Am I saying it’s not important to care what people think of us? I know you want to fire off examples which might prove otherwise such as going out in public without having showered in three weeks or getting that neck tattoo of a demon with an erection. Those are cases where one might be displaying indifference or flaunting disdain for public approval so they don’t count.
I’m talking about how much energy we expend to gain the approval or avoid the judgment of the throngs of strangers that we pass every day, none of which will mention us in their wills and testaments. Yet we worry about how we look or what we are driving or what social class we might be representing. Are we doing our culture proud? Are we saying things that are relatable to the cool kids?
Again, I’m not saying our projections designed to influence others’ perceptions of us have no effect. I’m saying that being perceived as Ms. or Mr. Wonderful or Glamorous or Successful has much less impact on the shaping of our culture than how we regard others. We may be surrounded by our steel cage of entitlement as we drive to our destinations but every errant maneuver of our vehicles that leaves a wake of frustrated drivers impacts the world far more than showing we can afford a new BMW.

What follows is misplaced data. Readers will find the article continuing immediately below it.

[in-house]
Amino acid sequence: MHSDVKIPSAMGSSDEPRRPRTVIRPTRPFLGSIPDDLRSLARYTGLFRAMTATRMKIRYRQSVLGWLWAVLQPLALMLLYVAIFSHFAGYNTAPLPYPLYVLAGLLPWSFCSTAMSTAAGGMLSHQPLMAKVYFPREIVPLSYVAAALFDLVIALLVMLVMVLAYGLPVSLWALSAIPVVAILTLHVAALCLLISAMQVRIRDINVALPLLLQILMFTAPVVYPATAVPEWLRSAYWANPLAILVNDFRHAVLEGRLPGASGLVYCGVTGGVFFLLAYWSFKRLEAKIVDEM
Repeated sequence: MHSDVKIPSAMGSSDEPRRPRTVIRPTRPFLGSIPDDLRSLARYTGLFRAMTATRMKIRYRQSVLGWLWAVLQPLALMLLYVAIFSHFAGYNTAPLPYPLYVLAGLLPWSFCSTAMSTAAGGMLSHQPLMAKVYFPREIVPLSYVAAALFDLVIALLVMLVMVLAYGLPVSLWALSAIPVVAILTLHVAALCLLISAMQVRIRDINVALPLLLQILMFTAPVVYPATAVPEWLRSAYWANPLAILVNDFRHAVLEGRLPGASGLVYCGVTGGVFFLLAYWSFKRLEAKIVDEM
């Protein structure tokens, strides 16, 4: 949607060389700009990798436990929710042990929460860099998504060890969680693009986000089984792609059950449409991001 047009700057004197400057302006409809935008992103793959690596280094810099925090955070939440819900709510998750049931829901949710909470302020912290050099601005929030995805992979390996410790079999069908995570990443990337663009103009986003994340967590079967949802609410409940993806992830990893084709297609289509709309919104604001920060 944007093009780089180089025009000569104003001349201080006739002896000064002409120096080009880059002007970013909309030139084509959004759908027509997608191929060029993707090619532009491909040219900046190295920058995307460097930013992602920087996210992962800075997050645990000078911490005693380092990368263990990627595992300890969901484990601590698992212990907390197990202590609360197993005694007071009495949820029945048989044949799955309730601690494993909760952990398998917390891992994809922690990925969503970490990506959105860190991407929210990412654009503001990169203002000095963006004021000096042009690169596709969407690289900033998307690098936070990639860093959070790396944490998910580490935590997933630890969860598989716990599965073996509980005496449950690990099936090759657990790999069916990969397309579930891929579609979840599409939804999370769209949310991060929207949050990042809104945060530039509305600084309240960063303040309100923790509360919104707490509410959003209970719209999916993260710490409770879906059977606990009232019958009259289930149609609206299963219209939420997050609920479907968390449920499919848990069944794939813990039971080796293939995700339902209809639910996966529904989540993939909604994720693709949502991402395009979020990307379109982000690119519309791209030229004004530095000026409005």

Perhaps we need to embrace a greater level of self expression that does not bear the intention of gaining approval. Perhaps if we give ourselves permission to make choices that reflect the elements of ourselves we find titillating, we would be much less starved for the approval of others. We would then focus our actions on giving others the respect and consideration they would like to have.